Please use this identifier to cite or link to this item: http://hdl.handle.net/2440/95310
Type: Thesis
Title: Sex-dependent differences in vasomotor responses of older male and female humans.
Author: Jaghoori, Amenah
Issue Date: 2015
School/Discipline: School of Medicine
Abstract: Background and Aims: Sex differences have been observed in several cardiovascular diseases, in terms of mortality and morbidity. Female patients experience worse clinical outcomes than their male counterparts. Although multiple mechanisms may be involved, sex differences in vascular reactivity of large and small blood vessels have not been investigated. This thesis aims to assess sex-dependent difference in vasoconstrictor responses of human vessels isolated from a variety of vascular beds from older patients (mean age 68 years) with and without existing coronary artery disease. Specific aims include evaluation of :(1a) sex differences in vascular responses of internal mammary artery (IMA) and saphenous vein (SV) segments from male and female patients undergoing CABG and (1b) mechanisms underlying sex dependent vascular responses. (2) sex differences in microvascular reactivity of vessels isolated from mediastinal and peripheral subcutaneous areas in patients with CAD. (3a) sex difference in vascular reactivity of subcutaneous microvessels from patients with no known CAD, undergoing elective non-cardiac surgery. (3b) subcutaneous microvascular reactivity of males and females patients with CAD to those without known CAD. Methods: This thesis used wire myography technique to assess functional changes in vasoconstrictor responses of isolated large conduit and small blood vessels. Concentration-response curves were formed for various vasoconstrictors including phenylephrine, serotonin, endothelin-1 and the thromboxane mimetic, U46619. Western blot analysis was employed to measure the biochemical parameters, including receptor abundance endothelin-1. Summary of major findings: Female IMA segments display hypersensitive responses to serotonergic and α₁-adrenergic receptor stimulation, compared to males. Blocking eNOS and/or cyclooxygenase revealed that prostaglandins account for in the observed α₁-adrenergic mediated sex differences. Biochemical analysis revealed increased density of 5HT2A [2A in subscript] receptors in the female IMA. Similar sex differences were observed in the pericardial microvessels of the same patient cohort, with females showing increased sensitivity to serotonergic and α₁-adrenergic receptor stimulation. Interestingly, no sex differences were observed in the peripheral subcutaneous microvessels of patients with existing CAD. In patients without known CAD, female subcutaneous microvessels were hypersensitive to serotonergic and α₁-adrenergic receptor stimulation, compared to matched males. When compared to subcutaneous microvessels of male and female patients without known CAD, male and female CAD patients exhibited increased sensitivity to a1- adrenergic agonist. Male CAD patients were also hypersensitive to serotonin and the thromboxane A₂ mimetic, U46619, relative to those without known CAD. Conclusions: For the first time, in a population cohort with a mean age of 68 years, female vascular hyper-reactivity in both large graft arteries (IMA) and microvessels has been demonstrated. Female vascular hypersensitivity is consistently seen in response to serotonergic and α₁-adrenergic receptor agonist. In part, this may be due to sex-differences in prostanoid activity. The IMA hyper-reactivity in the group of older women may contribute to their poorer outcomes following CABG and microvascular differences amongst patients without documented cardiovascular disease may pre-dispose them to hypertension.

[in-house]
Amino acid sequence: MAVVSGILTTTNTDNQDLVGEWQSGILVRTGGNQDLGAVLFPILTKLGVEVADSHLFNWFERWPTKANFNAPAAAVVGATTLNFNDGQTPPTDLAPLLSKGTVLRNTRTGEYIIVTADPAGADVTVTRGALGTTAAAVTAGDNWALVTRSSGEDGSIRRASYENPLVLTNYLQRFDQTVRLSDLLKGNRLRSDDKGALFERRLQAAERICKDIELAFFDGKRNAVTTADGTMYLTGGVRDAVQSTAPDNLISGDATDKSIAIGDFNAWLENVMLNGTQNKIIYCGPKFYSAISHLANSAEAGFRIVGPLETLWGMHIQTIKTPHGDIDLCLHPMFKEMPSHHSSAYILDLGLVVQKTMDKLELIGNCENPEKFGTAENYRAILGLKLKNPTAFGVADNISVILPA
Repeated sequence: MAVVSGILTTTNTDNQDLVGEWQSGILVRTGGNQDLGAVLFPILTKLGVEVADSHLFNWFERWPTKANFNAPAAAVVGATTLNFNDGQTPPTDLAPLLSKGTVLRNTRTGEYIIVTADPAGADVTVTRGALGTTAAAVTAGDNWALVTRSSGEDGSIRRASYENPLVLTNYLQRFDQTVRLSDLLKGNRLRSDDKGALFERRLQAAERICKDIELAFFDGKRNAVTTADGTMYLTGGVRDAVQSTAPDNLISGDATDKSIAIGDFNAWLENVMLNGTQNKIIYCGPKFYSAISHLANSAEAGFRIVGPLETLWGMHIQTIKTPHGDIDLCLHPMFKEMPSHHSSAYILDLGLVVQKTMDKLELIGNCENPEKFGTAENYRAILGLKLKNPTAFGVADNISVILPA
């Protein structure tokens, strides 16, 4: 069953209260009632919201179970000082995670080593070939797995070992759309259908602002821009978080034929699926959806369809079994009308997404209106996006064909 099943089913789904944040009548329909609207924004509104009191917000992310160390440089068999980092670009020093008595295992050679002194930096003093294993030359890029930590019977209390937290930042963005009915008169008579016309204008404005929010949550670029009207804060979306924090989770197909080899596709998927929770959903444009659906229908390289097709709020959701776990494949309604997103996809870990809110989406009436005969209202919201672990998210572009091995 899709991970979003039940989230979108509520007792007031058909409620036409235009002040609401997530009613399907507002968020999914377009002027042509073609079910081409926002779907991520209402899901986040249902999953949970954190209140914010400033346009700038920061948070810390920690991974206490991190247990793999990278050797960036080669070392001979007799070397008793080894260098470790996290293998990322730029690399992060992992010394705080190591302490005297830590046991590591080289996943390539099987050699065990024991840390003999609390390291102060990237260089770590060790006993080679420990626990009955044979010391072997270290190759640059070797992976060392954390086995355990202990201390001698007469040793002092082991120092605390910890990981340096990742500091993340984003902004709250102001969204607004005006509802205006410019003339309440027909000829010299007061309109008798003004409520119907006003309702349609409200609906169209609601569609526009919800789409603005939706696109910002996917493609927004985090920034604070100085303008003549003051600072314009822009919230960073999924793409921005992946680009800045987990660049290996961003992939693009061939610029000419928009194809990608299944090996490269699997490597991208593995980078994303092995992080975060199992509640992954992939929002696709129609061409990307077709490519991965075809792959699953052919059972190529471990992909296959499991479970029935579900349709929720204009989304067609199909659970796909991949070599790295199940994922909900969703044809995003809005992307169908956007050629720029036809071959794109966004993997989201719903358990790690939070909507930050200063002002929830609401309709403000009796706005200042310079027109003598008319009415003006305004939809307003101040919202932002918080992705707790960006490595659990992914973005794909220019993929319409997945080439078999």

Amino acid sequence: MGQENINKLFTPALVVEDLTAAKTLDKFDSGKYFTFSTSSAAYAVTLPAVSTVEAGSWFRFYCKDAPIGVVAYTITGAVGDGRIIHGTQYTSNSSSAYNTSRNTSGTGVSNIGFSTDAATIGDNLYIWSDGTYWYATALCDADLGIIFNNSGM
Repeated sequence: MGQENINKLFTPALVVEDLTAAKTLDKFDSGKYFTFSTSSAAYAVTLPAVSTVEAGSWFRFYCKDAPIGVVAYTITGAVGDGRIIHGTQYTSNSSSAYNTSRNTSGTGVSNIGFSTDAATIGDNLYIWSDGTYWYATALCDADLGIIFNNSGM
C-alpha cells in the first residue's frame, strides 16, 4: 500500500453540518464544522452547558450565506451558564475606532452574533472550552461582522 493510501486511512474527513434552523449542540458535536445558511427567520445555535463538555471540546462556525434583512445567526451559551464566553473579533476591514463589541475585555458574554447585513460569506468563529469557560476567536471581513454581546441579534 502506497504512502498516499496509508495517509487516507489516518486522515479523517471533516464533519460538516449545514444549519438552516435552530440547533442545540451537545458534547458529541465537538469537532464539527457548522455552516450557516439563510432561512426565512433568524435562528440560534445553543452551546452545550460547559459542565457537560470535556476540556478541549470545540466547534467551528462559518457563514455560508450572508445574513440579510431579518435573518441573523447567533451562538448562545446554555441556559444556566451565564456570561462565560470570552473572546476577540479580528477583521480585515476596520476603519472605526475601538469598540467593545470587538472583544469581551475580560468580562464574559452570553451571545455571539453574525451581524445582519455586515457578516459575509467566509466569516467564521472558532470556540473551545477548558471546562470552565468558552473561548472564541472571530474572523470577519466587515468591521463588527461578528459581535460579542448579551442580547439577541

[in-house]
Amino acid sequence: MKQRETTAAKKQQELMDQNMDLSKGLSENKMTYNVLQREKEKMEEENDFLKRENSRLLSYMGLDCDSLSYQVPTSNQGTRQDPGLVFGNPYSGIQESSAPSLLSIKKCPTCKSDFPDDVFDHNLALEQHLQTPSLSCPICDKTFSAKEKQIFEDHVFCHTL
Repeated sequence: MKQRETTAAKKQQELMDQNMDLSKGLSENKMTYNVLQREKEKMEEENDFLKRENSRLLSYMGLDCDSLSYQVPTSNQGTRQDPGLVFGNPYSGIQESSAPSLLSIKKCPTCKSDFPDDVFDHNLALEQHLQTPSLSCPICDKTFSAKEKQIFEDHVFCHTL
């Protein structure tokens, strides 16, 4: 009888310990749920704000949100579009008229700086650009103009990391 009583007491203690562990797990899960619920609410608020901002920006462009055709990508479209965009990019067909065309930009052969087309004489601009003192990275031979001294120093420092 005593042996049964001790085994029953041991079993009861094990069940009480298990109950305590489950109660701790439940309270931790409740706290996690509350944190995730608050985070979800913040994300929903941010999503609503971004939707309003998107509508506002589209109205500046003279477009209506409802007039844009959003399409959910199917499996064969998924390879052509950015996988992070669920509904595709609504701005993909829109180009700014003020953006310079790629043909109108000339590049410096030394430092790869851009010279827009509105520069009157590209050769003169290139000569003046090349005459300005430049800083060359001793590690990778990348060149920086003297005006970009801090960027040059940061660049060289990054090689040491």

Advisor: Beltrame, John Francis
Wilson, David Peter Murray
Dissertation Note: Thesis (Ph.D.) -- University of Adelaide, School of Medicine, 2015
Keywords: sex; vasomotor reactivity; myography; internal mammary artery; microvessels
Provenance: This electronic version is made publicly available by the University of Adelaide in accordance with its open access policy for student theses. Copyright in this thesis remains with the author. This thesis may incorporate third party material which has been used by the author pursuant to Fair Dealing exceptions. If you are the owner of any included third party copyright material you wish to be removed from this electronic version, please complete the take down form located at: http://www.adelaide.edu.au/legals
Appears in Collections:Research Theses

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